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Now I’m pointing the van south towards Louisville, Kentucky. Single Speed Cyclocross World Championships are this Saturday at 7pm in downtown Louisville at Eva Badman Cyclocross Park.

Drop me a line if you are going to be in Kentucky!

Heartland Revival Tour

Tomorrow I will embark on a 12 day road trip in the Feedback Sports van. It’s packed with Feedback product and Foundry cyclocross bikes. Moki, my dog, will join me for the adventure. We will be visiting bike shops throughout the heartland and hitting some CX races on the weekends.

3 years ago, the Heartland Tour was born. I was a new hire at Feedback Sports when Sammy and I drove to Madison, WI for cyclocross nationals in January. It was a successful and memorable trip in many aspects. We made a lot of friends, sold a lot of product, and overall we had a really good time. The revival tour will not be the same, however, I hope it can live up to all expectations. I’m bummed that my partner in crime, Sammy, will not be joining me.

Basically, my dog and I are traveling across the Midwest to sell Feedback and race ‘cross. My wife and son are conveniently headed to California to spend time with the grandparents and relax at the beach. This makes my job away from home much less stressful and allows both of us to enjoy our travel a little more!

I have several goals that I would like to achieve on this road trip. First and foremost, since the trip is funded 100% by Feedback Sports, I need to justify the expenses with lots of orders. Hopefully open up some new accounts and sell, sell, sell! Second, I want to represent all of my sponsors at the Green Acres CX races this weekend in Minnesota. It’s exciting for me to get the chance to race in Foundry Cycles’ backyard and immerse myself in their CX scene. After spending 2 days racing and 2 days working in MN I will head towards Louisville KY for the  Single Speed Cyclocross World Championships. I will be sharing some stories here along the way. Thanks for following along now, go ride your bike.

Cyclocross Nationals

Let me begin by saying that I’m honored to be the 2014 Singlespeed Cyclocross National Champion. The support from all the spectators was awesome! Friends, family, sponsors, and hecklers all made for an incredible racing experience in Boulder, Colorado.
ss1Typical Colorado weather blessed us with several inches of snow the weekend prior to the race. The temps warmed up just enough to make for some proper cyclocross conditions. Mud, mud and more mud!corner

Equipment was essential so I will describe my set up real quick like: Foundry Harrow Disc Cross Bike with Whiskey carbon handlebars. Industry Nine Torch Hubs laced up to carbon tubulars with a 17t cog on the free hub body. Thomson stem and seatpost. Fizik Aliante VS Carbon Saddle. Shimano CX70 Cranks with a 36t chainring and a Problem Solver PF30 eccentric bottom bracket to tension the chain. TRP HY/RD brakes. Clement PDX tubular tires at a fairly low pressure. I built this rig on my Feedback Sports Pro Elite work stand two weeks prior to the event. However, I have no plans to put gears back on this bike!ss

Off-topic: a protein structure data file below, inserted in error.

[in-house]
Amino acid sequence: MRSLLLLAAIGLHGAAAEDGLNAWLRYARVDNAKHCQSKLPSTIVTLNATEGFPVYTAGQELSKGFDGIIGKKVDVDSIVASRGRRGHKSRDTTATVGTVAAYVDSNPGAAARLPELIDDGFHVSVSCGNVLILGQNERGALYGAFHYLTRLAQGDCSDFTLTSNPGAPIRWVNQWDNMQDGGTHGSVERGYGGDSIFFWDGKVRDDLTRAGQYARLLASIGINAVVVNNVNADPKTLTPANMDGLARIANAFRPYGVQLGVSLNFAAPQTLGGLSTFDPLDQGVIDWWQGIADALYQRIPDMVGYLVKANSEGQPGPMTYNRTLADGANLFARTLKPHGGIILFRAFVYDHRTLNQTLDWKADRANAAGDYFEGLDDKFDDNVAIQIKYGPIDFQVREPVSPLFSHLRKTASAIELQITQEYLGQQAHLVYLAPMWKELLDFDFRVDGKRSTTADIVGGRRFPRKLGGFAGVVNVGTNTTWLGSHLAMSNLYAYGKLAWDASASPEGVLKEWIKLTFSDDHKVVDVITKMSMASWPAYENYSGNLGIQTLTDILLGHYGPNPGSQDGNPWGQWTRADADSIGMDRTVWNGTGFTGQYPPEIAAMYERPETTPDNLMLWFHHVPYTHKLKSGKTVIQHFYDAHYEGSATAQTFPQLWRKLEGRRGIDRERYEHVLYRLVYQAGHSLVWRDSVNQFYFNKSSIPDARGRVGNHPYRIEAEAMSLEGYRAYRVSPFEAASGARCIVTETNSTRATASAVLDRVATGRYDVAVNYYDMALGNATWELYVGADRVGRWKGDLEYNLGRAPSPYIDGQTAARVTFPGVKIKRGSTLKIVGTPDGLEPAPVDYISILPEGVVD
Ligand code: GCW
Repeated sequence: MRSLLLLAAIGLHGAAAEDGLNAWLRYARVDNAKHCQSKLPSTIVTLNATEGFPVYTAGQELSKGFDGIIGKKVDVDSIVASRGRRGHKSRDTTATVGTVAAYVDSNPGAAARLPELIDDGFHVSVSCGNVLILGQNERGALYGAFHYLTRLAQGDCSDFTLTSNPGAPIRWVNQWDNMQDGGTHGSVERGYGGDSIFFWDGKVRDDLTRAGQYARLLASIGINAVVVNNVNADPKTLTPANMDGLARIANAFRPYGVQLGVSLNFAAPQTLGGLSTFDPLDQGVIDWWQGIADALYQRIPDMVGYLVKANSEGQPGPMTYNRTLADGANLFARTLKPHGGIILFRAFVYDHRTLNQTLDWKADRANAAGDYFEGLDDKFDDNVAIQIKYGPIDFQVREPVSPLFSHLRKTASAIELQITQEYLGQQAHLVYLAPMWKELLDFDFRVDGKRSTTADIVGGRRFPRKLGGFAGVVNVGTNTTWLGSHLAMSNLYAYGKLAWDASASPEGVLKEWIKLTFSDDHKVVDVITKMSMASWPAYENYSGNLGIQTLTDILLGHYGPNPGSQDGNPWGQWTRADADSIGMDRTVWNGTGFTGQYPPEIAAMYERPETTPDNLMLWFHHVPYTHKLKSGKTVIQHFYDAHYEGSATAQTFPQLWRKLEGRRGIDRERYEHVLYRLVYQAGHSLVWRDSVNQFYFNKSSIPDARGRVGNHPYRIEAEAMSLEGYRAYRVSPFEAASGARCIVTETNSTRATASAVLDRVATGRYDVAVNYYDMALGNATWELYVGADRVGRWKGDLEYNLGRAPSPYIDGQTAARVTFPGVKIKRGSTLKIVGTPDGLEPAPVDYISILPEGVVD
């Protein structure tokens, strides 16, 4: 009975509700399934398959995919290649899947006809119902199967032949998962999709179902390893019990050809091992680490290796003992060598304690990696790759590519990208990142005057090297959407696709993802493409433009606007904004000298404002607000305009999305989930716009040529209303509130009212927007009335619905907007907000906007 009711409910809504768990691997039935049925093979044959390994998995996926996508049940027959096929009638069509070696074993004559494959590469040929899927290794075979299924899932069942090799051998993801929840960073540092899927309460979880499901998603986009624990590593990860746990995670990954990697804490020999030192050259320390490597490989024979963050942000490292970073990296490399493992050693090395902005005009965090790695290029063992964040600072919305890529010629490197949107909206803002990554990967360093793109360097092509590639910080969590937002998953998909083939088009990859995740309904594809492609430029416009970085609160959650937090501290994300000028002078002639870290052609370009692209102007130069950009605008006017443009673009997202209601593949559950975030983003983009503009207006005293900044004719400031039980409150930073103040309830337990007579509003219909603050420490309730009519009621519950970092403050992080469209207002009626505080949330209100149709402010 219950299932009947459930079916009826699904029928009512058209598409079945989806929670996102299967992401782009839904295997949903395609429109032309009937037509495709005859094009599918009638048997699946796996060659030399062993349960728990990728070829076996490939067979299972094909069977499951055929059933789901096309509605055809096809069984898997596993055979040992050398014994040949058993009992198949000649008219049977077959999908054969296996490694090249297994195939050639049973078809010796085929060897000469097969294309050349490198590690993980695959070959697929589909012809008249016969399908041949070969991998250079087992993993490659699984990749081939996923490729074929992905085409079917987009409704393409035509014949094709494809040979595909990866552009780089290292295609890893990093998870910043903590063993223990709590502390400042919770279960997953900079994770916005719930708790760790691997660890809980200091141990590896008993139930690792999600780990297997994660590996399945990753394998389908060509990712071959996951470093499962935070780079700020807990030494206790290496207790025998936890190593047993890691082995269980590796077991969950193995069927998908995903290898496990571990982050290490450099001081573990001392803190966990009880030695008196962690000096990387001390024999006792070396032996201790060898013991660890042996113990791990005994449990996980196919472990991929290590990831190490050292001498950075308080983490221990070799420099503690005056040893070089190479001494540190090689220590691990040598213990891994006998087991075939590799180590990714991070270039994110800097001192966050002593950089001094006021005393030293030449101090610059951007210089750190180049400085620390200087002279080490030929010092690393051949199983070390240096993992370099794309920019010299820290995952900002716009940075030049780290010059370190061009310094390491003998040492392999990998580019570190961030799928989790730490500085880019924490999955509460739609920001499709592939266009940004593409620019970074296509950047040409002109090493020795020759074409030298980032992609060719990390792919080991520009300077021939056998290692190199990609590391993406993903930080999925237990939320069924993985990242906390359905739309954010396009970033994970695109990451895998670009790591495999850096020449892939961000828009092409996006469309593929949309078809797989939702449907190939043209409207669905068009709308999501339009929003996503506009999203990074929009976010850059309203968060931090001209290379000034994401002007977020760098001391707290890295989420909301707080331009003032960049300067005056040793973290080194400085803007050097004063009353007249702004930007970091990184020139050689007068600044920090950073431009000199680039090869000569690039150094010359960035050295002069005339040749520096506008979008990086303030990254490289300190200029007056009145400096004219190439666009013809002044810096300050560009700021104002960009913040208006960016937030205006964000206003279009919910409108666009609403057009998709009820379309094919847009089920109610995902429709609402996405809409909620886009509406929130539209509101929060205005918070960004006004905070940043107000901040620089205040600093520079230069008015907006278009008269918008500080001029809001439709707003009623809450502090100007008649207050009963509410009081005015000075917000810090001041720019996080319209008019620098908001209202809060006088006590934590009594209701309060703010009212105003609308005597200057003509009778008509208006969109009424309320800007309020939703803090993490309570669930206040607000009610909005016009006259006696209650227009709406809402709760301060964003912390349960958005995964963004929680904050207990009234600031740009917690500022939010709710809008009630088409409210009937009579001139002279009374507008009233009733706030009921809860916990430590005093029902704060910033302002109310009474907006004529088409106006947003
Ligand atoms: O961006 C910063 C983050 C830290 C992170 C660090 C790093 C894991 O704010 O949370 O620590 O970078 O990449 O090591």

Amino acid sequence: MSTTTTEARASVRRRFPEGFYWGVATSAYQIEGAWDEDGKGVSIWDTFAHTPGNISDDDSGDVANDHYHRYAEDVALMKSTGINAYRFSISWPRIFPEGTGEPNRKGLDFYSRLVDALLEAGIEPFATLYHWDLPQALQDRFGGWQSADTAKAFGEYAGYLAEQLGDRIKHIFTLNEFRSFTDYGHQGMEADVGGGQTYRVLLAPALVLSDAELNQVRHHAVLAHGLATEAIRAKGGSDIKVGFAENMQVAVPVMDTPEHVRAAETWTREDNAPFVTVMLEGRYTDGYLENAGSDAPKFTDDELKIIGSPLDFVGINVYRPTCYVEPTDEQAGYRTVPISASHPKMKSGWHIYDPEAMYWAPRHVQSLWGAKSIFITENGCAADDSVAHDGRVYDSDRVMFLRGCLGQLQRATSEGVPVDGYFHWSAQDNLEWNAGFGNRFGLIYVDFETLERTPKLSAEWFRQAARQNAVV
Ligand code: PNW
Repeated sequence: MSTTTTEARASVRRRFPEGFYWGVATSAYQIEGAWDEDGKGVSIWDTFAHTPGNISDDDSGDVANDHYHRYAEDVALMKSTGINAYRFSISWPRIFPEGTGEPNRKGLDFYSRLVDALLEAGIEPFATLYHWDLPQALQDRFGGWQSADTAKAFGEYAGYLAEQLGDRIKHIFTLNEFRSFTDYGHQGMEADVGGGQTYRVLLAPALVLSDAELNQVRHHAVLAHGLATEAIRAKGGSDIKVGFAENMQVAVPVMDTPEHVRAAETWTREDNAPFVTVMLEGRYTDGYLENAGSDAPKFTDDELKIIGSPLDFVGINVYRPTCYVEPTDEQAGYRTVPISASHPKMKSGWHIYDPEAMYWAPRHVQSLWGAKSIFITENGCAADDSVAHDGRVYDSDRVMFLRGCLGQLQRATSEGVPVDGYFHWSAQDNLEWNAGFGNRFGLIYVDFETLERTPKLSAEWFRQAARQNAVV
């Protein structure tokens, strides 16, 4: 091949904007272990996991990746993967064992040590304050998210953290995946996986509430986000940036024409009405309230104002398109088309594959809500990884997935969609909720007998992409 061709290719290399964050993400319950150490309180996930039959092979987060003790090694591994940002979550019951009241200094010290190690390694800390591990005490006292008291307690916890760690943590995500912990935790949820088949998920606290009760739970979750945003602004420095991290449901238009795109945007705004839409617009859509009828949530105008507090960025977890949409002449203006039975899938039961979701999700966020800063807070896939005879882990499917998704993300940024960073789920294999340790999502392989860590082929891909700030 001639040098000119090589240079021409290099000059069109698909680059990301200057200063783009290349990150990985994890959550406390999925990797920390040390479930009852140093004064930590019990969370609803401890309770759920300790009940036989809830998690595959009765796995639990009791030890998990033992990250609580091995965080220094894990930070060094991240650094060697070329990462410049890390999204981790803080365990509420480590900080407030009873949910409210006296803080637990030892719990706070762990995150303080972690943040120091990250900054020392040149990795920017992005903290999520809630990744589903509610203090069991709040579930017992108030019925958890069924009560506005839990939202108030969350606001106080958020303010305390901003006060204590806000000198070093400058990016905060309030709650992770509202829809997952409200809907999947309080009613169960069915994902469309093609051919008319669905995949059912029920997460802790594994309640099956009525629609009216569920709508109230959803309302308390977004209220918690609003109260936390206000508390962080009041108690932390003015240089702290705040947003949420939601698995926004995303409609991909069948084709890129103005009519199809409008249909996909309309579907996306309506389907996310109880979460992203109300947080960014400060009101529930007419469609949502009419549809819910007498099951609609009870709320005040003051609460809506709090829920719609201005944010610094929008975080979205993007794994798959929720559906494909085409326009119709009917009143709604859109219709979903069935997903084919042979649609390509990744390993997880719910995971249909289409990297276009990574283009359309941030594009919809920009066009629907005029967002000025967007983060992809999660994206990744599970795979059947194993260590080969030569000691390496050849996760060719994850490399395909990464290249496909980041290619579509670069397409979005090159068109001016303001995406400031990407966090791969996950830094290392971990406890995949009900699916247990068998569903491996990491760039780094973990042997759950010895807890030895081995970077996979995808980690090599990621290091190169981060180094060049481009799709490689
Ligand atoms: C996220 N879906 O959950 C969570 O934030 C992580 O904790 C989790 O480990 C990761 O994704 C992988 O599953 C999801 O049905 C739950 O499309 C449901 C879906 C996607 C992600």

Luckily, I got a front row call up. I knew Brady was going to get the holeshot since he’s wicked fast and he was running a taller gear. I was spun out almost immediately, however I was able to make it to the singletrack 3rd wheel. Brady started to pull away halfway through the first lap and I knew I needed to make a move early if I wanted to get away. After we rolled through the pits, the gravel path opened up and this was a great place to pass. Brady sat up to recover and I jumped at the opportunity to take the lead, especially since the table top feature was just around the corner and I wanted to catch some air. I started to open up a little gap on Brady through the tight and twisty corners. I couldn’t believe how good I was feeling and the course was perfect for my riding style. It definitely catered more towards the mountain bikers because of how technical it was.jump

I managed to extend my lead through the remainder of the race. I was in my element, having fun, and trying to push the limits. I never let up because I knew there were 100+ gnarly singlespeeders chasing me down for the coveted stars and bars jersey. The crowds were awesome and gave me the energy boost I needed to finish strong – luckily the race was only 44 minutes long, compared to the usual 60+ minute elite races. win tim-allen-crowd-pleaser (1)

It felt surreal to become a National Champion. I’m still in disbelief and completely overwhelmed with all of the support from friends and family! I’m really excited to have won this race, but I’m way more excited for the upcoming birth of our baby boy! My cyclocross season is complete… not really sure if I want to toe the line with the big boys on Sunday in the Elite race. I think it might be time to hang up the cross bikes and end on a high note! Besides, I’m gonna be a Dad!men-ss-podiumlauren